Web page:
Meet Robin CM Duncan

Every Friday, we meet a member of the BFS and peer deep into their soul (or, at least, a form they filled out). Want to be featured? Email us: online@britishfantasysociety.org

Name, including preferred pronouns:
Robin CM Duncan

Which region are you based in?
Glasgow, Scotland

If you write, which genre: 
Sci-fi: yes (published novels and shorts)
Fantasy: yes (published shorts)
Horror: yes (unpublished)

Are you drawn to any specific SFFH sub-genres?
SF detective stories/mysteries

Your influences

Tell us about the book/film/thing that got you into SFFH: What was it? How old were you? What impact did it have on you?

  • Books – My first SFF book—aged 9 or 10, I think—was CS Lewis’s The Last Battle, followed by Larry Niven collection The Year of the Horse, both bought for me by my father. I quickly moved on to Tolkien, first The Hobbit, then The Lord of the Rings.
  • I very soon discovered Jack Vance (The Demon Princes, to start with) and I was hooked, both on Vance and SFF generally.
  • Movies – My earliest cinema experiences (aged 11), were Star Wars: A New HopeWatership Down, and Jaws – all on first release. I’m that old, I’m afraid.

How does that early influence show up in your work now?

Tolkien and Vance were big on invention in language. Tolkien’s chops in that area are renowned, but Jack Vance was hugely innovative and inventive with idiom and dialogue, and could turn a phrase as colourfully as any writer I’ve ever encountered. And all that before we discuss his wonderous worldbuilding, and his humour.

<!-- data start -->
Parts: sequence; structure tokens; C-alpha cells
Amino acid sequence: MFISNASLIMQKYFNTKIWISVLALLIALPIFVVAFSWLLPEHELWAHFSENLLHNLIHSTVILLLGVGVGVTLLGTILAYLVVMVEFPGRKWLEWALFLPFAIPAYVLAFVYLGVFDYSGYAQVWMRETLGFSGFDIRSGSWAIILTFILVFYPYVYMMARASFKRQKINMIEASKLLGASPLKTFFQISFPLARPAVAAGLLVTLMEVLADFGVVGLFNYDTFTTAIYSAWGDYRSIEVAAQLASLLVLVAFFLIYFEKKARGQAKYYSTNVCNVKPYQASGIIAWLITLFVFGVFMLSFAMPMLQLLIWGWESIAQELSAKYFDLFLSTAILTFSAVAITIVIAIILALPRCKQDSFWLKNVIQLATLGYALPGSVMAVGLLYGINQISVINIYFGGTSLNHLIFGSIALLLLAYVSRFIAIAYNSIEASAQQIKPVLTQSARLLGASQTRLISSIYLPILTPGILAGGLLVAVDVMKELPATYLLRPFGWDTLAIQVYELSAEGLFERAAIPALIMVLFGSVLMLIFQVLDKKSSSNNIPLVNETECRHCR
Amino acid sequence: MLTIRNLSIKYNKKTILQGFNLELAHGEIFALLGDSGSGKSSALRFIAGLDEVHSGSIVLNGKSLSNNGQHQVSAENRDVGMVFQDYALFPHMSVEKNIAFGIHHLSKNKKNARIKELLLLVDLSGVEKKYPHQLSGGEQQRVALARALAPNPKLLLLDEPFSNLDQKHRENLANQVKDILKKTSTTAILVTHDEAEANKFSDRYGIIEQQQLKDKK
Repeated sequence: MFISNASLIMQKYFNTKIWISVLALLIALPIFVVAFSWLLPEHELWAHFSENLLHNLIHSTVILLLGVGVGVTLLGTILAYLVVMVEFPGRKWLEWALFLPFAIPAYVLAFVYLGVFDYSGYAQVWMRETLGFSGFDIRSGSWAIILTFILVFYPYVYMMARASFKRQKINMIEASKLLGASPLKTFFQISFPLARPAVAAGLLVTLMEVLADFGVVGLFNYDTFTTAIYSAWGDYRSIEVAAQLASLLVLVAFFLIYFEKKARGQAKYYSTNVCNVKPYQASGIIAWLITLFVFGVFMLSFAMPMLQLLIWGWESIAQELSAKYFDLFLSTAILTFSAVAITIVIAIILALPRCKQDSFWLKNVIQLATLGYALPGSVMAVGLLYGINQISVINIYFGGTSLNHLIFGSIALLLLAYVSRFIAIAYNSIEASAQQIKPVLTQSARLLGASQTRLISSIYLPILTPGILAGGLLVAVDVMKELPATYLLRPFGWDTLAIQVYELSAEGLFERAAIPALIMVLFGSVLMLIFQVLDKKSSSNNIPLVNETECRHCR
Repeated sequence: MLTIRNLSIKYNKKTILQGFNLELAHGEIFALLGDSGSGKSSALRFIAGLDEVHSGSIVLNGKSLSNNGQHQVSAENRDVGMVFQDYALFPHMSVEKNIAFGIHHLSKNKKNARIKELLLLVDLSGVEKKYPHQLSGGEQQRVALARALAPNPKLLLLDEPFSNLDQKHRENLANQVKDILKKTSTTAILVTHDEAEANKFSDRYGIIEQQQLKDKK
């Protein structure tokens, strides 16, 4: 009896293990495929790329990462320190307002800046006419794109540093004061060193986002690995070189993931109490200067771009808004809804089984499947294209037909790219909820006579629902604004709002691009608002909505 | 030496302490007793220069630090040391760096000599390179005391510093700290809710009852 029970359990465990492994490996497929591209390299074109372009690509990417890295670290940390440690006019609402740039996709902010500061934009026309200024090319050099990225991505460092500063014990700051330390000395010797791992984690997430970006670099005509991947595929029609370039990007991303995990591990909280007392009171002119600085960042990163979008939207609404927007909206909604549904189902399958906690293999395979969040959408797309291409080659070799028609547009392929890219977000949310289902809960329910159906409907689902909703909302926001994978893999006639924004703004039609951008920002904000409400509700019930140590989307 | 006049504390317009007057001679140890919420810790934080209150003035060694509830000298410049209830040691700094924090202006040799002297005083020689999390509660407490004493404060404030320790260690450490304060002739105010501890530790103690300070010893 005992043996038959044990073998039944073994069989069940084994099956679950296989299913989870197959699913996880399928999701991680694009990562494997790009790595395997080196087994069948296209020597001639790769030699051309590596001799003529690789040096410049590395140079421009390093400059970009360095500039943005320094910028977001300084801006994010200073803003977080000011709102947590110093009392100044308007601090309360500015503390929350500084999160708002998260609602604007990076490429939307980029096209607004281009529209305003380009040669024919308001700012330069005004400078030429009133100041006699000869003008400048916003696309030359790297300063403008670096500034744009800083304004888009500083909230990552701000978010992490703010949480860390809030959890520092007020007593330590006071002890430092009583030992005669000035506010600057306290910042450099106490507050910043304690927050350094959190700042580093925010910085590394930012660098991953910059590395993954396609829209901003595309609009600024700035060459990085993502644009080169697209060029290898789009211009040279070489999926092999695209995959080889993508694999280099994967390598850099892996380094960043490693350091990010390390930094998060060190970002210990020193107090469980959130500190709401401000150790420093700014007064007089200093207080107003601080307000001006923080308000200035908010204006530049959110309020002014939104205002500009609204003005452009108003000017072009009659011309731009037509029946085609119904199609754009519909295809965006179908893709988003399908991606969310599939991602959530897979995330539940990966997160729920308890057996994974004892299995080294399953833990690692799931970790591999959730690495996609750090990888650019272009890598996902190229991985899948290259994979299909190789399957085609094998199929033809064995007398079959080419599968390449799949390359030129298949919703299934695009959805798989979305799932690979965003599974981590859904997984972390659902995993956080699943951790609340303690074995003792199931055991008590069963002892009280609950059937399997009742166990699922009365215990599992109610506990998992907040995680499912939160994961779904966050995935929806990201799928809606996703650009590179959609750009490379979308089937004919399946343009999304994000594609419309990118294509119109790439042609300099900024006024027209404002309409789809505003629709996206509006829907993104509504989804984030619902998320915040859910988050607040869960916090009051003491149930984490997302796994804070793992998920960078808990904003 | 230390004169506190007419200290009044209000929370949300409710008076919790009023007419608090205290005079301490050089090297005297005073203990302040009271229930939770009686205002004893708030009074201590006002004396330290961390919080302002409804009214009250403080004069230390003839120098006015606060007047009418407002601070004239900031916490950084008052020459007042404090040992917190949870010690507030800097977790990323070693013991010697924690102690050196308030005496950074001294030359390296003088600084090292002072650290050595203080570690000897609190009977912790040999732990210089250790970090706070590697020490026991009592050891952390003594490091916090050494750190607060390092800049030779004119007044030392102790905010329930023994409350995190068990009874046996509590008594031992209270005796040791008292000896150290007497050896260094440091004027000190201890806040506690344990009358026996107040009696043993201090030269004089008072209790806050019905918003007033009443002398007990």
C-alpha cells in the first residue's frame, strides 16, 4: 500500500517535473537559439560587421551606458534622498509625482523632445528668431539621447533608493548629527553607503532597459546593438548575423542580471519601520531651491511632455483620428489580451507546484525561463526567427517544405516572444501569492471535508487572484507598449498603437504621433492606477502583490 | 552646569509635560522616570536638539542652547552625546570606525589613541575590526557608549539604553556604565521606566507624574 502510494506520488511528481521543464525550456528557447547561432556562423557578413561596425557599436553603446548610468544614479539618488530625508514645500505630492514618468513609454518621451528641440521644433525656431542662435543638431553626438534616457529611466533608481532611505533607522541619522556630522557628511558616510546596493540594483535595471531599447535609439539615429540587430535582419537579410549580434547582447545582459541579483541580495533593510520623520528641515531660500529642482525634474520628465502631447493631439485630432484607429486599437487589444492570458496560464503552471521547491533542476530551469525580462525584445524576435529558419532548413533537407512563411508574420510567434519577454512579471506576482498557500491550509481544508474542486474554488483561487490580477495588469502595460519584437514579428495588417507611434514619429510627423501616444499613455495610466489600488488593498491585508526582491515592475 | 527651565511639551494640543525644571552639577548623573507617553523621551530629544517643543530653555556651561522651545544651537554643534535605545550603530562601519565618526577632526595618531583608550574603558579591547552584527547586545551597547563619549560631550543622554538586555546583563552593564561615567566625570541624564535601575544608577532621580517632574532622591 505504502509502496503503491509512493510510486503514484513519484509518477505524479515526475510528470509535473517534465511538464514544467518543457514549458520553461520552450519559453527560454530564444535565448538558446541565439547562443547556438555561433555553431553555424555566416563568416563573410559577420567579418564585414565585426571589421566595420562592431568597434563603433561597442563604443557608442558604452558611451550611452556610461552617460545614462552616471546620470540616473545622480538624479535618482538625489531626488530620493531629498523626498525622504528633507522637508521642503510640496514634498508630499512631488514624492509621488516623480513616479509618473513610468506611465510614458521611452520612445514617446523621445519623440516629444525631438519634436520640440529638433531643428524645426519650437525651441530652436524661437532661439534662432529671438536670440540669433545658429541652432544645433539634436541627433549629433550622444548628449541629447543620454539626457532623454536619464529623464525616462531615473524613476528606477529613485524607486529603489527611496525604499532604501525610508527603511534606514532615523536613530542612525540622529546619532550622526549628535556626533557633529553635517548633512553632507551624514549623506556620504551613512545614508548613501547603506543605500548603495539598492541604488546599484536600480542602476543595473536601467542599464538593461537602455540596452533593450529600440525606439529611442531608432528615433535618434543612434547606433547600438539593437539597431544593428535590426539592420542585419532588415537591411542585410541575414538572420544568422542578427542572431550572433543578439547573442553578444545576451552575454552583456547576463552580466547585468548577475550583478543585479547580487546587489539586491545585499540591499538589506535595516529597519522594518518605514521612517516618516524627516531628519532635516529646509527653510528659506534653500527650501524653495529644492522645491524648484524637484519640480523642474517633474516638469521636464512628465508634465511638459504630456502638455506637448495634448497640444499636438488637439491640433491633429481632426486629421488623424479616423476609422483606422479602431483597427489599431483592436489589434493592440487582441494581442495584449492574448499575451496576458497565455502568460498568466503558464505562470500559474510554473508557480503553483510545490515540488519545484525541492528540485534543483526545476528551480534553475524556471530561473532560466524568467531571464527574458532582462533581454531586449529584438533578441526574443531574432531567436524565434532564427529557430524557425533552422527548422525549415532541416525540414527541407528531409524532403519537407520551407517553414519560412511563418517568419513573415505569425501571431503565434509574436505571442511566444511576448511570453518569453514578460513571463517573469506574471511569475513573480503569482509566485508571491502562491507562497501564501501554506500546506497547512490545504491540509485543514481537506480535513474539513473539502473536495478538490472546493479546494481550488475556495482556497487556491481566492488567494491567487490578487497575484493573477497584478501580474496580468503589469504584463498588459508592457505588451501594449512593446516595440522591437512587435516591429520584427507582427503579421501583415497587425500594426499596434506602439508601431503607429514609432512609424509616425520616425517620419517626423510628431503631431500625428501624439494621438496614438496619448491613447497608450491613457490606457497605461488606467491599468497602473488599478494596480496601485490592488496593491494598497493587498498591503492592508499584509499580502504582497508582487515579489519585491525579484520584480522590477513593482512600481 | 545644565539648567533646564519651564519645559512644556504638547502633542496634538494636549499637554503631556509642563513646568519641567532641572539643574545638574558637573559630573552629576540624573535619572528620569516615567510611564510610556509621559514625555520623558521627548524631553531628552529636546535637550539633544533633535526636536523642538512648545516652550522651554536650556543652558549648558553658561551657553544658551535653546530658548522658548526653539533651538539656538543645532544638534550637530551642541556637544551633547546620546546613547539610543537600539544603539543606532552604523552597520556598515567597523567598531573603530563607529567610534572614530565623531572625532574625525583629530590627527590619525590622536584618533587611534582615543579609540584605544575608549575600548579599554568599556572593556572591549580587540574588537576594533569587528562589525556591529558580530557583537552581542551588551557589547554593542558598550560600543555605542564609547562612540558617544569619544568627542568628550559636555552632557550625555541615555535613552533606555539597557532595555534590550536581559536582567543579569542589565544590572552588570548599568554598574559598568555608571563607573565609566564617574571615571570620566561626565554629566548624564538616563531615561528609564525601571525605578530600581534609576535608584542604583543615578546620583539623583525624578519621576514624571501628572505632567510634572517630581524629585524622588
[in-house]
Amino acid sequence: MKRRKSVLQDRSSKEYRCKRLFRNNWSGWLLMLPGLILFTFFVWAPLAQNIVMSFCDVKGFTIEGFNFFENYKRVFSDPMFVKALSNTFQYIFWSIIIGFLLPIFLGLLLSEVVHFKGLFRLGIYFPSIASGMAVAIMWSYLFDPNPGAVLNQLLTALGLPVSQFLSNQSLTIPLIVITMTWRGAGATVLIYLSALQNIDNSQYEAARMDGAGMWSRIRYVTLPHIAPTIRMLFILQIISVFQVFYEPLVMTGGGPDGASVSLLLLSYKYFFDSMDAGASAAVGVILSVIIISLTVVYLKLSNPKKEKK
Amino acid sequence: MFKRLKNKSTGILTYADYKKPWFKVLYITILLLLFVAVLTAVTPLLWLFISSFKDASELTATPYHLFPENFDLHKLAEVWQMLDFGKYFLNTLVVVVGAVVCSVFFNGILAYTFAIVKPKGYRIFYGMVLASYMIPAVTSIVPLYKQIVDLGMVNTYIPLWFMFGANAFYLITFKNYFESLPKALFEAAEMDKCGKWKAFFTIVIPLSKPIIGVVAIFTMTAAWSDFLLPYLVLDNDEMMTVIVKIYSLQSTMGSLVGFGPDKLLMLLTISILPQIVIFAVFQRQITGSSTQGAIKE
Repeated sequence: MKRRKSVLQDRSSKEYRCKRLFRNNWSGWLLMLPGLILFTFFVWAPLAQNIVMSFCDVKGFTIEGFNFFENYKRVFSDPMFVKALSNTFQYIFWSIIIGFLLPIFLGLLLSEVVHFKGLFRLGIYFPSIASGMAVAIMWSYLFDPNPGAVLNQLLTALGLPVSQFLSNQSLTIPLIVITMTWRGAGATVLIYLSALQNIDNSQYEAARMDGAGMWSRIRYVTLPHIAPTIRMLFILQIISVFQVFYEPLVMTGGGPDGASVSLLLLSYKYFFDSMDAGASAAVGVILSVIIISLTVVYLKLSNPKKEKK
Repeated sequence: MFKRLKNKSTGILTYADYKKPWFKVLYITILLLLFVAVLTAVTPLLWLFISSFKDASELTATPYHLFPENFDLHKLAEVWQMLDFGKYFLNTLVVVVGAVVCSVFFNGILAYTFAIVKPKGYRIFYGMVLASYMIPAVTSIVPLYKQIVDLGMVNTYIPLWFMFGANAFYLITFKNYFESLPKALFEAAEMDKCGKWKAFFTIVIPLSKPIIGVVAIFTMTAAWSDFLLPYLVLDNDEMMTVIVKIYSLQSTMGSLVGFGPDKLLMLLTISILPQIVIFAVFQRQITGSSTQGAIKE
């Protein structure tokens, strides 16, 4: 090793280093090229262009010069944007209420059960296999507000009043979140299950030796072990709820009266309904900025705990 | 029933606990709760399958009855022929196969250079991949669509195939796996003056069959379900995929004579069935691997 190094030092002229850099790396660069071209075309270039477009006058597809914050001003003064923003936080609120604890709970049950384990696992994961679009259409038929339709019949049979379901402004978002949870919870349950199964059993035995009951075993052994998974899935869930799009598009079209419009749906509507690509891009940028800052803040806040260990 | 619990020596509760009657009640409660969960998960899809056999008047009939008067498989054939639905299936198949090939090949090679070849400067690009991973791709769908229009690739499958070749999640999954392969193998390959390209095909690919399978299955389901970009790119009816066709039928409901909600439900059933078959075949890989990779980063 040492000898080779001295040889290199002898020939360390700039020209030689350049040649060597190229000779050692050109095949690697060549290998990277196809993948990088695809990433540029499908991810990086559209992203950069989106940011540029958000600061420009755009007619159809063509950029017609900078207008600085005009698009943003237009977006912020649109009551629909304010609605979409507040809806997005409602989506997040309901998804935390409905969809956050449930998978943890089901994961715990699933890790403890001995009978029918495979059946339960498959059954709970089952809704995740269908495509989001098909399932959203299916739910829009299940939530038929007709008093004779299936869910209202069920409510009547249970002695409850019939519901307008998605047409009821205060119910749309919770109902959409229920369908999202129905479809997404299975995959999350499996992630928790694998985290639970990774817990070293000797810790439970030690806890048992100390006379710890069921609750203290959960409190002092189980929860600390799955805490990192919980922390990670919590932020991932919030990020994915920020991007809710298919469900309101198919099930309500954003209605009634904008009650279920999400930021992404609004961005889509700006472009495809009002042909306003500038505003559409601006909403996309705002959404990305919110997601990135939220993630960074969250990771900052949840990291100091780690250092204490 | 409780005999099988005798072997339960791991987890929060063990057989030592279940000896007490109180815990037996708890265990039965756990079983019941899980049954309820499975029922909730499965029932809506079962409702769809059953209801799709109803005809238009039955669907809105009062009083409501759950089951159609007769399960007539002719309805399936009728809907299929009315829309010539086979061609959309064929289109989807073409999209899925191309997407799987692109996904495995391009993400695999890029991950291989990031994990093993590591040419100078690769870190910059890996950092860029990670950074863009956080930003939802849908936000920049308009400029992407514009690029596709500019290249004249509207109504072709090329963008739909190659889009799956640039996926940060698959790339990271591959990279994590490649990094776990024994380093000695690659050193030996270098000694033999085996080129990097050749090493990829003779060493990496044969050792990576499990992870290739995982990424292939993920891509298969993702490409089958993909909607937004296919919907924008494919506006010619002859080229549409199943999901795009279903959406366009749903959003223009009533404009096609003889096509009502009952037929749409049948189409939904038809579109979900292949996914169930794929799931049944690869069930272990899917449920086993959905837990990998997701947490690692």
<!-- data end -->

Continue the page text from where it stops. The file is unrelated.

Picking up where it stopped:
Vance’s wit engaged me hugely. Humour is very important to me, in life and in my writing. I think my realisation that serious, dramatic stories could also contain humour came from reading (pretty much everything by) Vance. He’s a hugely underappreciated writer, and should be mentioned in the same breath as Asimov and Heinlein, not least because of his versatility in delivering world-class SF and Fantasy, and also writing detective stories under a pseudonym.

Where do you draw your creative inspiration from?

Everywhere and anywhere, from the news, magazines, a line one of my family says. Out comes the notebook. I can be watching TV (less so with movies) and my brain goes in a different direction from the show. What if… Reading too. I can be reading a novel, and my mind sort of drifts away into some strange parallel narrative before I even realise I’m doing it.

(Pictured: Robin’s author copy “collection”, which “reinforces to me in moments of doubt that I can do this.)

Who do you look to as a genre hero? Why?

I’m re-reading Iain M. Banks’ Culture novels and the breadth of imagination is staggering. That man launched a hundred careers in SF, and I think you can look at a lot of award-winning SF novels in the last decade and more that would not exist, or would at least be very different, without Iain M. Banks. I think he revolutionised the treatment of AI as more than just a personality in a robot suit.

Your work

You’re stuck in an elevator for 60 seconds with that hero, and they want you to describe your work. Give us the pitch.

Well, there’s no way I would have had the nerve to pitch my work to Iain Banks! But, something like… ‘Private detective Quinton Kirby (aka Quirk) spends a roughly equal amount of time pursuing clients’ cases, arguing with his foul-mouthed, very resourceful assistant, Moth, and hauling around a prodigious amount of familial baggage. His profession, personal life and tangled corporate past collide with monotonous and increasingly hazardous regularity. My stories are near-future noirish SF, weaving webs across Earth, the Solar System and beyond.’